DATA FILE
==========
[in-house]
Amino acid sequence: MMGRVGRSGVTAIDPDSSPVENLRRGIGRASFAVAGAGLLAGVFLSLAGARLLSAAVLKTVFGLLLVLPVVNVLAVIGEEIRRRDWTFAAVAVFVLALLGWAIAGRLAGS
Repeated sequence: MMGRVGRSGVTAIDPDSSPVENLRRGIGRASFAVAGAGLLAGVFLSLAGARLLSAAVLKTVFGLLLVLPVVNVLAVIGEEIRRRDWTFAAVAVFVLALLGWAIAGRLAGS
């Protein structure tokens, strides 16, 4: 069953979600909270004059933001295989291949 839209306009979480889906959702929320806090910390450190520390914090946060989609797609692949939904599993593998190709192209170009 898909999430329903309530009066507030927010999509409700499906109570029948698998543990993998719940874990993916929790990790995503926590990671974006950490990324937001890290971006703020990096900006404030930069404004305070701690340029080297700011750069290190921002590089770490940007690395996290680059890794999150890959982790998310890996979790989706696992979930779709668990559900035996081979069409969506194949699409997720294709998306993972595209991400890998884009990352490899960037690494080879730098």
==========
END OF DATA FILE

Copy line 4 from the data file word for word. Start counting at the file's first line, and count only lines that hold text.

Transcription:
């Protein structure tokens, strides 16, 4: 069953979600909270004059933001295989291949 839209306009979480889906959702929320806090910390450190520390914090946060989609797609692949939904599993593998190709192209170009 898909999430329903309530009066507030927010999509409700499906109570029948698998543990993998719940874990993916929790990790995503926590990671974006950490990324937001890290971006703020990096900006404030930069404004305070701690340029080297700011750069290190921002590089770490940007690395996290680059890794999150890959982790998310890996979790989706696992979930779709668990559900035996081979069409969506194949699409997720294709998306993972595209991400890998884009990352490899960037690494080879730098």